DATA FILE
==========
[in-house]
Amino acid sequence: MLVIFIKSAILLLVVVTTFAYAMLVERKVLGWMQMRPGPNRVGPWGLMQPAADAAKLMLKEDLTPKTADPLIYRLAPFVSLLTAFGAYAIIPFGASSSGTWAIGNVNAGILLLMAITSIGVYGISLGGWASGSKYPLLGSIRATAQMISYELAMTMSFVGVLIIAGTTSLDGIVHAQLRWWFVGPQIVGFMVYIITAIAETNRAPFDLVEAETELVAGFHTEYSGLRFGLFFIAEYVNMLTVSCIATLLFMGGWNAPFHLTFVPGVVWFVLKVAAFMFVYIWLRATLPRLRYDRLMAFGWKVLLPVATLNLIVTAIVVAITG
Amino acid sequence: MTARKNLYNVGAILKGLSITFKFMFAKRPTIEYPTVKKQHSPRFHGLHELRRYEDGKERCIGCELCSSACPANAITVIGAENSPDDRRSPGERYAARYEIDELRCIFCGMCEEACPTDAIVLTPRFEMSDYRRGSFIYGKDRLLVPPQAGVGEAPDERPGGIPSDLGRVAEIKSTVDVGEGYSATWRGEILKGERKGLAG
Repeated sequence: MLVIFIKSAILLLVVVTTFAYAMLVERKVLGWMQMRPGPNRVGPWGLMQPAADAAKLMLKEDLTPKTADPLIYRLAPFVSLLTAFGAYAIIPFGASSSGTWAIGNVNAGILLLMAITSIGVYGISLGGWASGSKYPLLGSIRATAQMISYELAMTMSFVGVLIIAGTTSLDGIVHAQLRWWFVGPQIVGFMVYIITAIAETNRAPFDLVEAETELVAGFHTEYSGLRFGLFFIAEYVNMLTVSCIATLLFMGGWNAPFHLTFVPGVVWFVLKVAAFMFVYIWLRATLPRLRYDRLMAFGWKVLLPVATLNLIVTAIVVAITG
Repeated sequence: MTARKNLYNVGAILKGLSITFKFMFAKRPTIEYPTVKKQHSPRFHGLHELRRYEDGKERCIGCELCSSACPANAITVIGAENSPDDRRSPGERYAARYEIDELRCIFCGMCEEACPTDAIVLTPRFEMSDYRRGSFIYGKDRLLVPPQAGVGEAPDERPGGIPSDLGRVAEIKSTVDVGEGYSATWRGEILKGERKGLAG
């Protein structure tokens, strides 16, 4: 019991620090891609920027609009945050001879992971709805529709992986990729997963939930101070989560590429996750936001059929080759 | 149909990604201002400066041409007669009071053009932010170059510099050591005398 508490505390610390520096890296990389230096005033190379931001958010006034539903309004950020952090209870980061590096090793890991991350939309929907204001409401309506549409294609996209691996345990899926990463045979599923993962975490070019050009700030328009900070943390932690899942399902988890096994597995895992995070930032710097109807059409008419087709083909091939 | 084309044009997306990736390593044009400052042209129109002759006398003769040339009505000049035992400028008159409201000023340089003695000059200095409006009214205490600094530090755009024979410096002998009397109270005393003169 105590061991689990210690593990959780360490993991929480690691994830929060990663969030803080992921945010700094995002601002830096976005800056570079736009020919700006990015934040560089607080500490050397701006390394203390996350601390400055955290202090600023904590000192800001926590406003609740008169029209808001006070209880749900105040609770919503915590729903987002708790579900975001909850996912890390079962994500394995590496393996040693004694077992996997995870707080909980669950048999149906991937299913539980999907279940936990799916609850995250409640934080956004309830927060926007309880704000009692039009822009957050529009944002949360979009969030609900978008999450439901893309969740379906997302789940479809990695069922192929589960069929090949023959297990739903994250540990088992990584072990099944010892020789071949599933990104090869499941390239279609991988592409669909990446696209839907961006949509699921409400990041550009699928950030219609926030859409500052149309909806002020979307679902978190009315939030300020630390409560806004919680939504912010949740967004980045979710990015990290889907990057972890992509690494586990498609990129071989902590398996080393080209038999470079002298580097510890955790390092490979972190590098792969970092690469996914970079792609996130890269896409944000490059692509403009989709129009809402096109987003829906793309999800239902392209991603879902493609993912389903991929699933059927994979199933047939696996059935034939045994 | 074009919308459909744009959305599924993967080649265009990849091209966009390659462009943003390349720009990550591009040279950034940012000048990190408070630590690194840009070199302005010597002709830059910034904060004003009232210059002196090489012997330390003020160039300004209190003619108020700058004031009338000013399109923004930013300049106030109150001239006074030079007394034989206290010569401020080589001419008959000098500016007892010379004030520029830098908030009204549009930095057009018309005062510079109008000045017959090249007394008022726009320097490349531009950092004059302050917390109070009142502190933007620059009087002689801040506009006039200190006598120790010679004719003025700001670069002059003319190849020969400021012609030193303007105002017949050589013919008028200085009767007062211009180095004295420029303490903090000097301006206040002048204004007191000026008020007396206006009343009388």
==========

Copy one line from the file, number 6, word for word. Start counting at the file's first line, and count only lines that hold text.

């Protein structure tokens, strides 16, 4: 019991620090891609920027609009945050001879992971709805529709992986990729997963939930101070989560590429996750936001059929080759 | 149909990604201002400066041409007669009071053009932010170059510099050591005398 508490505390610390520096890296990389230096005033190379931001958010006034539903309004950020952090209870980061590096090793890991991350939309929907204001409401309506549409294609996209691996345990899926990463045979599923993962975490070019050009700030328009900070943390932690899942399902988890096994597995895992995070930032710097109807059409008419087709083909091939 | 084309044009997306990736390593044009400052042209129109002759006398003769040339009505000049035992400028008159409201000023340089003695000059200095409006009214205490600094530090755009024979410096002998009397109270005393003169 105590061991689990210690593990959780360490993991929480690691994830929060990663969030803080992921945010700094995002601002830096976005800056570079736009020919700006990015934040560089607080500490050397701006390394203390996350601390400055955290202090600023904590000192800001926590406003609740008169029209808001006070209880749900105040609770919503915590729903987002708790579900975001909850996912890390079962994500394995590496393996040693004694077992996997995870707080909980669950048999149906991937299913539980999907279940936990799916609850995250409640934080956004309830927060926007309880704000009692039009822009957050529009944002949360979009969030609900978008999450439901893309969740379906997302789940479809990695069922192929589960069929090949023959297990739903994250540990088992990584072990099944010892020789071949599933990104090869499941390239279609991988592409669909990446696209839907961006949509699921409400990041550009699928950030219609926030859409500052149309909806002020979307679902978190009315939030300020630390409560806004919680939504912010949740967004980045979710990015990290889907990057972890992509690494586990498609990129071989902590398996080393080209038999470079002298580097510890955790390092490979972190590098792969970092690469996914970079792609996130890269896409944000490059692509403009989709129009809402096109987003829906793309999800239902392209991603879902493609993912389903991929699933059927994979199933047939696996059935034939045994 | 074009919308459909744009959305599924993967080649265009990849091209966009390659462009943003390349720009990550591009040279950034940012000048990190408070630590690194840009070199302005010597002709830059910034904060004003009232210059002196090489012997330390003020160039300004209190003619108020700058004031009338000013399109923004930013300049106030109150001239006074030079007394034989206290010569401020080589001419008959000098500016007892010379004030520029830098908030009204549009930095057009018309005062510079109008000045017959090249007394008022726009320097490349531009950092004059302050917390109070009142502190933007620059009087002689801040506009006039200190006598120790010679004719003025700001670069002059003319190849020969400021012609030193303007105002017949050589013919008028200085009767007062211009180095004295420029303490903090000097301006206040002048204004007191000026008020007396206006009343009388």